The Impact of Stalin on Russia and the Russian People

The Impact of Stalin on Russia and the Russian People

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The Impact of Stalin on Russia and the Russian People

By 1929, Stalin had become sole leader of Russia.

He said, "We are between 50 and 100 years behind the west. We must
make good this difference in 10 years or go under."

He wanted things to change in Russia quickly and so he brought up the
five year plans, these were to modernise the Russian economy. He also
brought up the idea of collectivisation. This was to modernise Russian

These two things would transform Russia. Stalin had "borrowed"
Trotsky's ideas, which was very ironic.

Stalin introduced the five year plans because he wanted to
industrialise the Soviet Union, he felt it was matter of life or
death. If his plans failed he believed the Soviet Union's enemies
would crush it. He wanted rapid industrialisation; this was what
Trotsky had wanted! Stalin gave the responsibility of devising the
plans to GOSPLAN, the state planning bureau. The idea was that the
state would decide targets for industrial production, and would use
central planning and direction of the nation's resources to achieve
the priorities set out in each plan

The first five year plan was launched in 1928. It was to b focused on
building up heavy industry's like coal and steel. Propaganda was used
to try to make the workers finish in just four years. The targets were
tough but enormous increases in production were achieved. The first
five year plan was a success.

The second five year plan (1933-7) concentrated on improving things
like transport and production of machinery.

The third five year plan (1938-41) ran for only three and a half years
before it was interrupted by war.

More and more resources were transferred into defence related
industry's. When war broke out in 1941, Germany was attacking the
world's second greatest industrial power. Fifteen years before, Russia
had been a backward agriculture nation.

Russia would not have survived against Germany without the changes
which the five year plans had brought.

Collectivisation was an attempt to reorganise Russian farming.

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peasants would have to work on the collective farms (Kolkhoz). It was
very unpopular. The peasants were reluctant to change their way of

Stalin had two reasons for wanting change in the countryside:

1) He needed to get his hands on the peasant's grain so he could sell
it for export. Using foreign currency this would get him a lot of
money to buy vital equipment for industry.

2) The industrial workers needed cheap food. If the peasants
controlled grains sales, they would try to keep the price high. This
meant that industrial workers would need to be paid more.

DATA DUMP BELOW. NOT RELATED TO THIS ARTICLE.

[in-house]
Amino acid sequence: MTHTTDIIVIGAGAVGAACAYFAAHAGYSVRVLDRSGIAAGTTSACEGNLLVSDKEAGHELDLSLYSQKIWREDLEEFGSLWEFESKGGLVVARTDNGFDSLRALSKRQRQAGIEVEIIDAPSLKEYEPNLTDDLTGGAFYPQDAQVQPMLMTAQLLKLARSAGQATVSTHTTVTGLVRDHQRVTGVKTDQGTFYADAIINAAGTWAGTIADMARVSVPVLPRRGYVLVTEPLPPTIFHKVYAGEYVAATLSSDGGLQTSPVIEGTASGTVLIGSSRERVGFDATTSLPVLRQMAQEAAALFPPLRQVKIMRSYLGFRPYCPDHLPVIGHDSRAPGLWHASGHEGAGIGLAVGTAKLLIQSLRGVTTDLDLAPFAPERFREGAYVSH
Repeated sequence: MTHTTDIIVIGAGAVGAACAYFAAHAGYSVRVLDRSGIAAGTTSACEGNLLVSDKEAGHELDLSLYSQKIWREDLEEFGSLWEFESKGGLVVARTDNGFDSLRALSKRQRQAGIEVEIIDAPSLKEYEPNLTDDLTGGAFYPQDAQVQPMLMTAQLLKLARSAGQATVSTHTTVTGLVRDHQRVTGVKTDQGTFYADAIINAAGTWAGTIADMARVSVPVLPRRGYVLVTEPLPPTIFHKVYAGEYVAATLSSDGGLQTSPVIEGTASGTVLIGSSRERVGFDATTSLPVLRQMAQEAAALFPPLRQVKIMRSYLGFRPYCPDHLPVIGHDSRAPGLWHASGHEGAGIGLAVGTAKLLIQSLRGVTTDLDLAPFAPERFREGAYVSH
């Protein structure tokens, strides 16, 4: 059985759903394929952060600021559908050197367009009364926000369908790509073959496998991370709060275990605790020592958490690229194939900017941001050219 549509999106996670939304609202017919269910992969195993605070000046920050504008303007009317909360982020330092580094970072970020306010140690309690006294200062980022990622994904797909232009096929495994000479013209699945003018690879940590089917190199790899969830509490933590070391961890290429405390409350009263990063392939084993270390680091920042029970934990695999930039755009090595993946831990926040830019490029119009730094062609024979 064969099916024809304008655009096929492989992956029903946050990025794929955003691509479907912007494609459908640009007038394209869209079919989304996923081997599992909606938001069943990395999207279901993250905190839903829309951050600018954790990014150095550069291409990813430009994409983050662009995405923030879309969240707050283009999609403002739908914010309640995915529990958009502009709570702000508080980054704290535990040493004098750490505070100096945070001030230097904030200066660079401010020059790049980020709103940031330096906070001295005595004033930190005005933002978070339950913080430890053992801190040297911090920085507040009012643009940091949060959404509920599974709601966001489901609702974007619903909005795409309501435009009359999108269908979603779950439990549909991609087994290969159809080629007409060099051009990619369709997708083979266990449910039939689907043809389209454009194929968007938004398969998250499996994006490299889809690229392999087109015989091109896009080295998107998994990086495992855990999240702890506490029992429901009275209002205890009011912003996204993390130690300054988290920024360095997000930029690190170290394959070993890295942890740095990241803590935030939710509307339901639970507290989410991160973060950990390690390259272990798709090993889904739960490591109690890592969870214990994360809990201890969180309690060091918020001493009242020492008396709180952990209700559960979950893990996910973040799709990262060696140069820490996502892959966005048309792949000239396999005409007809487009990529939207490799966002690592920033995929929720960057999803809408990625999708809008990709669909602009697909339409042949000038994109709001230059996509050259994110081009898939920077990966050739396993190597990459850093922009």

The peasants continuously rebelled against collectivisation, so Stalin
sent in the army and secret police to terrorise them. In the end they
co-operated, they had no choice really.

The purges are not something for Stalin to be proud of. As many as
20million Russians may have died as a result of Stalin purges. People
would have been killed, worked to death or deported.

The victims of these purges were Kulaks (wealthy farmers), plant
engineers and foreman-accused of sabotaging the five year plan.

Show trials were held for the leading Bolsheviks in 1936. The leading
Bolsheviks were Zinoviev, Kamenev, Rykov, Tomsky, Buckharin, and
Yagoda. These people were made examples off.

Sergi Kirov, the head of the Leningrad party died in 1934. In 1938 75%
of army officers were murdered. This had a serious effect on the
performance of the Red Army in the first two years of world war two.

Religion played a big part in Russian lives. The Orthodox Church had
dominated the lives of most Russians.

Stalin outlawed the Church, buildings were destroyed, priests were
publicly humiliated and forced to confess that they had been lying and
other religions (such as Islam's and Buddhist) were persecuted too.
There was a greater impact in the countryside.

Many people would turn to God in tough times, but Stalin took God
away, it was as if Stalin was God, because he had the power to take
him away.

Education was something Stalin was keen on. He wanted his country to
be able to read!

Stalin introduced free compulsory education for everybody. Literacy
improved massively.

In 1900 25% of people could read.

In 1925 40% of people could read.

In 1940 75% of people could read.

This was a big increase and Stalin had done well to get 75% of people
reading by 1940.

Some Russians regard Stalin as the greatest ever leader, and some
don't. He had done some good things as leader of Russia, and some bad
things. He introduced free education, won the war against Germany,
industrialisation in just 10 years and he was very popular. However he
had killed off religion, introduced collectivisation and then there
was the purges…

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